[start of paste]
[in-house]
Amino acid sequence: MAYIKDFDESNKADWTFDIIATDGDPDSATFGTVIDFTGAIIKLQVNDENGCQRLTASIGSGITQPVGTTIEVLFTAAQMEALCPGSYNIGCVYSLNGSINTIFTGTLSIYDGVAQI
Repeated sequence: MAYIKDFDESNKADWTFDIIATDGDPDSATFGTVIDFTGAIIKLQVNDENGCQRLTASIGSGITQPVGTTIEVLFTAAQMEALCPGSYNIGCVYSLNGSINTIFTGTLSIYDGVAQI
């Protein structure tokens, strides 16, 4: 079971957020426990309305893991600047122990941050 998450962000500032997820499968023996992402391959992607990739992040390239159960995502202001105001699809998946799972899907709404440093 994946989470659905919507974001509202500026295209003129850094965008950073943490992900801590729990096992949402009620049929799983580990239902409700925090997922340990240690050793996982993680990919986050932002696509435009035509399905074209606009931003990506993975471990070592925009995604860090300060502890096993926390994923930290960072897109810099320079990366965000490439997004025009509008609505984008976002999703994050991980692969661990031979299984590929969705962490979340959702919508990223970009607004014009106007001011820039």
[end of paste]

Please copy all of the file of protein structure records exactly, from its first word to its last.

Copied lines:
[in-house]
Amino acid sequence: MAYIKDFDESNKADWTFDIIATDGDPDSATFGTVIDFTGAIIKLQVNDENGCQRLTASIGSGITQPVGTTIEVLFTAAQMEALCPGSYNIGCVYSLNGSINTIFTGTLSIYDGVAQI
Repeated sequence: MAYIKDFDESNKADWTFDIIATDGDPDSATFGTVIDFTGAIIKLQVNDENGCQRLTASIGSGITQPVGTTIEVLFTAAQMEALCPGSYNIGCVYSLNGSINTIFTGTLSIYDGVAQI
């Protein structure tokens, strides 16, 4: 079971957020426990309305893991600047122990941050 998450962000500032997820499968023996992402391959992607990739992040390239159960995502202001105001699809998946799972899907709404440093 994946989470659905919507974001509202500026295209003129850094965008950073943490992900801590729990096992949402009620049929799983580990239902409700925090997922340990240690050793996982993680990919986050932002696509435009035509399905074209606009931003990506993975471990070592925009995604860090300060502890096993926390994923930290960072897109810099320079990366965000490439997004025009509008609505984008976002999703994050991980692969661990031979299984590929969705962490979340959702919508990223970009607004014009106007001011820039």